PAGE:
Where Does Rubby De La Rosa Fit into Boston's 2013 Plans?

Stephen SikoraContributor IFebruary 19, 2013

July 4, 2011; Los Angeles, CA, USA;  Los Angeles Dodgers relief pitcher Rubby De La Rosa (50) throws a pitch during the game against the New York Mets at Dodger Stadium.  Mandatory Credit: Jayne Kamin-Oncea-USA TODAY Sports
Jayne Kamin-Oncea-USA TODAY Sports

When the Red Sox signed Ryan Dempster this offseason I was disappointed. After pitching brilliantly for a half year with the Chicago Cubs, the 35-year-old righthander posted a 5.09 ERA in 12 starts for the Texas Rangers. Some claimed the Ballpark in Arlington was a factor, yet Dempster had three starts of five or more runs on the road after joining Texas.

In fact, Fenway Park actually had a higher park factor than the Rangers stadium did in 2012.

The move reminded me of 2005. When after winning their first World Series in 86 years, Boston’s front office chose not to sign key championship cogs Pedro Martinez and Orlanda Cabrera. Instead, they spent more money combined on Edgar Renteria, David Wells and Matt Clement. After only two seasons each player was off the team, and the Sox had a measly 8.3 total WAR to show for it.

But the real reason I was upset was the signing meant a rotation spot would not be going to Rubby De La Rosa. Only 24, De La Rosa reminds many of a young Pedro Martinez; he has an electric fastball and ever-improving curveball and changeup, the latter pitch's grip learned from the Dominican legend himself. Before undergoing Tommy John surgery in August 2011, De La Rosa put up a 3.71 ERA in 60.2 innings, including 10 starts.

The comparison between Pedro and De La Rosa is even more fitting this year, as neither was allowed a chance to start early in their careers. It’s known that Tommy Lasorda thought Martinez was too small to be a member of the rotation, and he gave Pedro the chance to start only two games in 1993 despite a 2.61 ERA in 107 innings. The Sox are doing the same because of De La Rosa’s injury and his history of never throwing more than 110 innings.

De La Rosa has been healthy since being recalled to the Dodgers last August, as it’s been 18 months since he went under the knife. Yet because of the trade and the corresponding waiver rules, De La Rosa could not technically be traded until after the season ended. So he pitched just one inning after the trade and was held in limbo. De La Rosa did not enjoy his time, which he shared with Gordon Edes of ESPNBoston:

At Double-A, I couldn't do nothing. Just run, condition, work out. That was sad for me. I wanted to go home. I talked to my agent and said, 'I want to go home, because this is bad. Everybody is playing and I'm not playing.' So I needed to focus on other things. It was a bad experience for me.

He also communicated he felt ready to start, and that’s where he’d like to be.

Everything -- my body, my elbow -- feels great, he said. I feel very strong. That's my dream, to start. But that's not my decision. If the team wants me to relieve, I'll relieve.

Back in 1990 Martinez threw 77 innings in rookie ball as an 18-year-old. Then he went out for 177 the next year over three different levels. His career turned out just fine despite the 100-inning jump in one year. Furthermore, as Jeff Passan recently detailed at Yahoo! Sports, Tommy John surgery is nearly becoming a rite of passage at this point. The success rate is over 90 percent.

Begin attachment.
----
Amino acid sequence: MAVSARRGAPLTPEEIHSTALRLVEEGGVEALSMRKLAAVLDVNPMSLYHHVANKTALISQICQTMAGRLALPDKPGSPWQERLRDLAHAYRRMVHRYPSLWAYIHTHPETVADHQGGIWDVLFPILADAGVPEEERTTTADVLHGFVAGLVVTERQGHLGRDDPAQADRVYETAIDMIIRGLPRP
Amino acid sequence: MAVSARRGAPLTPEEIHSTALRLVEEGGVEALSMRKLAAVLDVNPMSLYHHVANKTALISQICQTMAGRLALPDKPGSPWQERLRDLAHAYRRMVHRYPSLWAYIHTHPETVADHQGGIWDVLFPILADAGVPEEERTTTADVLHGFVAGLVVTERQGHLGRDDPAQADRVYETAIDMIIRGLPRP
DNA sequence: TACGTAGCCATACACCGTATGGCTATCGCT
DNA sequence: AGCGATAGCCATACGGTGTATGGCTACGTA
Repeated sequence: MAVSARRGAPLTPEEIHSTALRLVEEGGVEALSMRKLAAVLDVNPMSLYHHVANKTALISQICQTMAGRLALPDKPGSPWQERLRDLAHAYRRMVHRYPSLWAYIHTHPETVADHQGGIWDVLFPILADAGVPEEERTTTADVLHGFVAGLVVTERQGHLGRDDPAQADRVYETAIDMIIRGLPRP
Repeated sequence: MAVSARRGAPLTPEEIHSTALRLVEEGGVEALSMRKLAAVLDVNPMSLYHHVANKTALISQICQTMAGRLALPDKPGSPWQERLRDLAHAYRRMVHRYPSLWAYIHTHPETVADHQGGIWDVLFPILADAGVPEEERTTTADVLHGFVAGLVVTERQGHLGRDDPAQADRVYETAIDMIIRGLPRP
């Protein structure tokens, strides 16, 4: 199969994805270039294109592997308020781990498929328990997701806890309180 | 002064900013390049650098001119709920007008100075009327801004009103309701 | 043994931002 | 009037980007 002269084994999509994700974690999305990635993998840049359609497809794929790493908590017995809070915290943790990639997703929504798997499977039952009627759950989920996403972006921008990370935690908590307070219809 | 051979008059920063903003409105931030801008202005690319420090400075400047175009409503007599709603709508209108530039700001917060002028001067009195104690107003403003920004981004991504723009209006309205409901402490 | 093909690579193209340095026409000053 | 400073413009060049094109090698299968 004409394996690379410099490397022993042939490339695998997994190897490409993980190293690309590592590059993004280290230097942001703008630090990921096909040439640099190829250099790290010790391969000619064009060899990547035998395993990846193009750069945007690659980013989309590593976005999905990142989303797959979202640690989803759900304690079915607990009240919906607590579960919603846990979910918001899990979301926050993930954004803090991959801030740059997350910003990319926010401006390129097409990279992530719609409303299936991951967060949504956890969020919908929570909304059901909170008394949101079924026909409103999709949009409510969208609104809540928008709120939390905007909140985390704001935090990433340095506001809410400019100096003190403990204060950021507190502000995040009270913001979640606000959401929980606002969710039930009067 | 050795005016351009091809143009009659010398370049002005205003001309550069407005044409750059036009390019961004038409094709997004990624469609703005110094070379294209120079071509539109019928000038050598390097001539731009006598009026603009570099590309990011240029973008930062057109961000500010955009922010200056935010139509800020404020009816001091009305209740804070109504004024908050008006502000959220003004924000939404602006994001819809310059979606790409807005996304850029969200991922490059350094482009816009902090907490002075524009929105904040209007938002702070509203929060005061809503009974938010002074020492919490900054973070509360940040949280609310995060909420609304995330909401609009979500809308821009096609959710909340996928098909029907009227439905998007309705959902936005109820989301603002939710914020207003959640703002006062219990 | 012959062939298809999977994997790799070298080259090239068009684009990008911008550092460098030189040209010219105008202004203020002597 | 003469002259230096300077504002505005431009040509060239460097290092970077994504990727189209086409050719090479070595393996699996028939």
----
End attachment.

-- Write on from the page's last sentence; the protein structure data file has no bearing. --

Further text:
The Sox rotation looks set as Jon Lester, Clay Buchholz, Felix Doubront, Dempster and John Lackey. One of them could certainly go down, and De La Rosa may be primed to take their spot. But that seems unlikely to happen.

Other than missing 2012 with Tommy John surgery, Lackey’s averaged 31 starts a season in his career. Lester and Dempster have both averaged 32 over the past five years. Buchholz had to miss a number of starts in 2011, but otherwise he’s been healthy.

The Sox rotation has a bright future. Matt Barnes has pitched exceptionally well in the minors, and Allen Webster may have a chance to impact Boston late in the year. But there’s currently a logjam in the rotation because of the Dempster signing, and on the staff overall after the Sox signed Joel Hanrahan and Koji Uehera.

As Mike Newman of Fangraphs points out, solid performers such as Andrew Miller and Franklin Morales—both of whom could have taken over a fifth rotation spot until De La Rosa was deemed ready—may be left off the staff.

GM Ben Cherington is now in control of this team. The decision on De La Rosa will be made by him, likely after consoling with manager John Farrell and special assistant Martinez, among other instructors.

But signings like Dempster are the ones that got the Red Sox in trouble in the first place. Rather than win through homegrown talent and smart acquisitions like they did in 2004, former GM Theo Epstein got too playful with Boston’s money and made a number of terrible signings. It’s resulted in thee straight years of the Sox missing the playoffs.

Dempster’s two-year, $27 million contract doesn’t seem like a lot, but consider that the Sox could have had Michael Bourn for less money than Shane Victorino and Dempster combined. With the amount of talent the Sox have coming through the minor league system, a couple of great signings could absolutely fuel a baseball resurgence in Beantown in a couple of years.

But overpaying for mediocre players when the answer was already in the clubhouse is a move that can’t be repeated if the Sox want to have success in the near future.

Stephen Sikora is a junior at Boston College. In addition to being a Red Sox FC, he also writes about BC sports for his school's student newspaper, The Heights.